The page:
Heartbleed: What you need to know as an Android user

BY Abhijeet Mishra

Published 15 Apr 2014


If you’ve been surfing the web in the last week or so, you’ve probably come across the word Heartbleed. One of the most serious security flaws ever discovered, Heartbleed is a bug in OpenSSL, a commonly used security system that potentially two-thirds of websites use to keep information like your passwords secure. Heartbleed’s existence went unnoticed for almost two years, which is partly the reason why it was deemed to be such a dangerous exploit, affecting major websites like Yahoo and Wikipedia. Unfortunately, Google’s mobile operating system was affected as well.

How does Heartbleed work?

Whenever you visit a secure website, like Gmail, the data exchange between your device (let’s say, your computer) and the website’s servers takes place through a channel secured by encryption keys. Any data sent to and fro is encrypted using these keys, and no one except the two communicating parties can understand what was said, as only they have the necessary keys to decrypt the data.

To ensure that a device and the server are still connected, a device periodically sends and receives messages, a process which is termed Heartbeat. The Heartbleed bug allows hackers to send trick heartbeat messages, which can fool a site’s server into relaying data that’s stored in its RAM — including sensitive information such as usernames, passwords, credit card numbers, emails, and more. Basically, it exploits the encryption keys, allowing “attackers to eavesdrop communications, steal data directly from the services and users and to impersonate services and users.”

How is Android affected?

Well, just like a computer, your Android device connects to the internet and sends and receives data on websites and apps using OpenSSL for encryption. As a result, the Heartbleed bug can be used to steal passwords and other private information from a device. According to Google, only Android 4.1.1 is affected, but it isn’t that simple – for example, the BlackBerry Messenger app is also affected by Heartbleed, so your device is at risk because of both the OS version and the apps installed on it. Furthermore, there’s a possibility some versions of Android 4.2.2 are affected as well, thanks to the customization done by carriers and hardware manufacturers on their devices’ software, putting millions of Android users at risk.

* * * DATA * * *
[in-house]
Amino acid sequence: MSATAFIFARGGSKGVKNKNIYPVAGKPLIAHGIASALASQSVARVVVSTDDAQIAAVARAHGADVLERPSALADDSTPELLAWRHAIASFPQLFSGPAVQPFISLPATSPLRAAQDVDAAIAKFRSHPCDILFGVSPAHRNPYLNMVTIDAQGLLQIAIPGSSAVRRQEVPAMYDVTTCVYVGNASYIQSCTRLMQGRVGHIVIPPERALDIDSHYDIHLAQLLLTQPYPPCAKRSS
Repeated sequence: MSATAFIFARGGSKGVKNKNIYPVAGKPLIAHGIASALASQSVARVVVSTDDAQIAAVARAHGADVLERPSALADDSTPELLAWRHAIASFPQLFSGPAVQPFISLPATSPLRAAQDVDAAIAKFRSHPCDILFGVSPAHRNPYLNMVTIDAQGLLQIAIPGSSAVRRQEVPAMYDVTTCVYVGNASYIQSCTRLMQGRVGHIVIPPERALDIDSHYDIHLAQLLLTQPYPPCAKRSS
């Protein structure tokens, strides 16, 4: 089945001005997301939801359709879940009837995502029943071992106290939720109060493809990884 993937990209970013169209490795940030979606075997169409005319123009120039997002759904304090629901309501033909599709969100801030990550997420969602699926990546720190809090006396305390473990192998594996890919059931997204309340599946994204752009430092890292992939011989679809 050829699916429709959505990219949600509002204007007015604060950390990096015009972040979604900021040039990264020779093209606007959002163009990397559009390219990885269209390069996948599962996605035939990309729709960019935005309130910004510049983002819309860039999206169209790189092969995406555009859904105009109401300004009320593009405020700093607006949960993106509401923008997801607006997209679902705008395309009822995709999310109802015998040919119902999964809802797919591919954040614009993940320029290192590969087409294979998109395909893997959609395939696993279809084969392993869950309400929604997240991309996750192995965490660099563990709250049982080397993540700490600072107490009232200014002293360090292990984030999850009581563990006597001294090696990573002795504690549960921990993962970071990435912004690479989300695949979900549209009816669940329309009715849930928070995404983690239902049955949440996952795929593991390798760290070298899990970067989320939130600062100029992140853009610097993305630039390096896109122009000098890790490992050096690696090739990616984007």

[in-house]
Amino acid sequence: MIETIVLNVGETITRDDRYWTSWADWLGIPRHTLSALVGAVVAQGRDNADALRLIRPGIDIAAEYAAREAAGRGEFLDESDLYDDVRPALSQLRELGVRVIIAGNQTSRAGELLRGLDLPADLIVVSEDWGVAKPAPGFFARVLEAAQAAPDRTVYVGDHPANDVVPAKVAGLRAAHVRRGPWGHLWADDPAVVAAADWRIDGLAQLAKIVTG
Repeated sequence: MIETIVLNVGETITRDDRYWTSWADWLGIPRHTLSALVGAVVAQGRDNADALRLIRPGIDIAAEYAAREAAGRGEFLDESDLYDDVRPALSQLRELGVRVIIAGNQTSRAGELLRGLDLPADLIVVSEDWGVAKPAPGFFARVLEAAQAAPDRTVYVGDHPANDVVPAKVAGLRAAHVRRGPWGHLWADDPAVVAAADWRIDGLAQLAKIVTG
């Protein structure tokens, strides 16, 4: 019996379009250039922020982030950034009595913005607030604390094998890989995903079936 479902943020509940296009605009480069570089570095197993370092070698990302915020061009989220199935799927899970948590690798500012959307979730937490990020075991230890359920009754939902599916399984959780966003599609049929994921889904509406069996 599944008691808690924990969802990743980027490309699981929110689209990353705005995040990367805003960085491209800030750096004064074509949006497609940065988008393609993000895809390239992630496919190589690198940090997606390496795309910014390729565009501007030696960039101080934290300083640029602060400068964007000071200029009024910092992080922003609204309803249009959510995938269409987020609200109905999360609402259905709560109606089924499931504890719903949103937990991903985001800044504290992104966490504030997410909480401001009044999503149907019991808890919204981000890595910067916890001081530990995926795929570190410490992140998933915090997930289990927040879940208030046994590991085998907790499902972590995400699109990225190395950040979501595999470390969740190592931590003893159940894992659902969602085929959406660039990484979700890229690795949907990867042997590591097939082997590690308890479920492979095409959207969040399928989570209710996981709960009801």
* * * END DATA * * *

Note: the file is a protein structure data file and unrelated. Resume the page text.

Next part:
How to check if your device has the Heartbleed bug?

Thankfully, there are a couple of apps on the Google Play Store that can detect whether a device is affected by the Heartbleed bug. One is Heartbleed Detector from Lookout, which will detect if the version of Android on your device is affected. Going a step further is Heartbleed Scanner – apart from checking the OS itself, this app will also scan all apps that are using OpenSSL and warn you accordingly if there’s a chance Heartbleed affects any of those apps.

How to protect your device from being exploited?

Unfortunately, except for changing their passwords and uninstalling/not using affected apps, end users can’t really do anything to prevent their device and services from being exploited using Heartbleed. Since Heartbleed is a bug in the OpenSSL software that’s installed on the server end, the only way to disable it is for companies and manufacturers to update their version of OpenSSL.

Google has said that a firmware update will soon be released to patch the exploit, but that won’t be of any use on devices not running a stock version of Android. Basically, manufacturers will have to step up and release the necessary patches for their customized versions of Android, something which might take a lot of time – it’s the same story for affected apps, but writing in an email to the app’s developer to plug Heartbleed should help along the proceedings.

However, until that happens, changing passwords to important websites (banking, social networks, etc.) you might have visited from your smartphone or tablet’s browser is the only solution. Other than that, only thing left to do is hope that a patch from your device manufacturer comes out soon to patch up and close the loop holes that can be used to exploit Heartbleed.

[via ArsTechnica, Heartbleed]